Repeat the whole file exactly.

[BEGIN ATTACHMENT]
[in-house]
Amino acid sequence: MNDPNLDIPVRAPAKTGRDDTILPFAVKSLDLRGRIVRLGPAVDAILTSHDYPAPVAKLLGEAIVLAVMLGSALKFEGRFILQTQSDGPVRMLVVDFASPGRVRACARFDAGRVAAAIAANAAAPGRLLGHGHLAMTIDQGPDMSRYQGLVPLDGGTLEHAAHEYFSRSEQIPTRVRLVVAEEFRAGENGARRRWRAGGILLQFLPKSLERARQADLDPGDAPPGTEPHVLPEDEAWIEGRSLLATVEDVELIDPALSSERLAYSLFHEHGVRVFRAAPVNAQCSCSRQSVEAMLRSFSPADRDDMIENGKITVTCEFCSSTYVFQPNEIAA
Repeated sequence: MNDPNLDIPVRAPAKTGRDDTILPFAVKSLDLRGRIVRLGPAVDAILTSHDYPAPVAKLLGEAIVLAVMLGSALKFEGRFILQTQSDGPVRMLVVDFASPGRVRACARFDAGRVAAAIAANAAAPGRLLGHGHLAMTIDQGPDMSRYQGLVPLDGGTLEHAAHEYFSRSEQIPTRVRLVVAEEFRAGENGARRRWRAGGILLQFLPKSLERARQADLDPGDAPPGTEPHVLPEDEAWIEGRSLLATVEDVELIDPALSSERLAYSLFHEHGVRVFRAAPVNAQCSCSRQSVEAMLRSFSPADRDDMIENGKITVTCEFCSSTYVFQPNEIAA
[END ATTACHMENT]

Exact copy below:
[in-house]
Amino acid sequence: MNDPNLDIPVRAPAKTGRDDTILPFAVKSLDLRGRIVRLGPAVDAILTSHDYPAPVAKLLGEAIVLAVMLGSALKFEGRFILQTQSDGPVRMLVVDFASPGRVRACARFDAGRVAAAIAANAAAPGRLLGHGHLAMTIDQGPDMSRYQGLVPLDGGTLEHAAHEYFSRSEQIPTRVRLVVAEEFRAGENGARRRWRAGGILLQFLPKSLERARQADLDPGDAPPGTEPHVLPEDEAWIEGRSLLATVEDVELIDPALSSERLAYSLFHEHGVRVFRAAPVNAQCSCSRQSVEAMLRSFSPADRDDMIENGKITVTCEFCSSTYVFQPNEIAA
Repeated sequence: MNDPNLDIPVRAPAKTGRDDTILPFAVKSLDLRGRIVRLGPAVDAILTSHDYPAPVAKLLGEAIVLAVMLGSALKFEGRFILQTQSDGPVRMLVVDFASPGRVRACARFDAGRVAAAIAANAAAPGRLLGHGHLAMTIDQGPDMSRYQGLVPLDGGTLEHAAHEYFSRSEQIPTRVRLVVAEEFRAGENGARRRWRAGGILLQFLPKSLERARQADLDPGDAPPGTEPHVLPEDEAWIEGRSLLATVEDVELIDPALSSERLAYSLFHEHGVRVFRAAPVNAQCSCSRQSVEAMLRSFSPADRDDMIENGKITVTCEFCSSTYVFQPNEIAA